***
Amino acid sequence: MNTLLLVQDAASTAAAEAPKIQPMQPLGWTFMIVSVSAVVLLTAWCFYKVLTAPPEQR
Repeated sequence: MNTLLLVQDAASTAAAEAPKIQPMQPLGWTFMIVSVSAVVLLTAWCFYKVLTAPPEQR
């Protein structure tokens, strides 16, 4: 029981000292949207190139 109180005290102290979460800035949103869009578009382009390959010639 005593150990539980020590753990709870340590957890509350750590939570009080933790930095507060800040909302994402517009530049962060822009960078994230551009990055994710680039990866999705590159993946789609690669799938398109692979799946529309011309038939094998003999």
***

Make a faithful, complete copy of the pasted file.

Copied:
Amino acid sequence: MNTLLLVQDAASTAAAEAPKIQPMQPLGWTFMIVSVSAVVLLTAWCFYKVLTAPPEQR
Repeated sequence: MNTLLLVQDAASTAAAEAPKIQPMQPLGWTFMIVSVSAVVLLTAWCFYKVLTAPPEQR
């Protein structure tokens, strides 16, 4: 029981000292949207190139 109180005290102290979460800035949103869009578009382009390959010639 005593150990539980020590753990709870340590957890509350750590939570009080933790930095507060800040909302994402517009530049962060822009960078994230551009990055994710680039990866999705590159993946789609690669799938398109692979799946529309011309038939094998003999």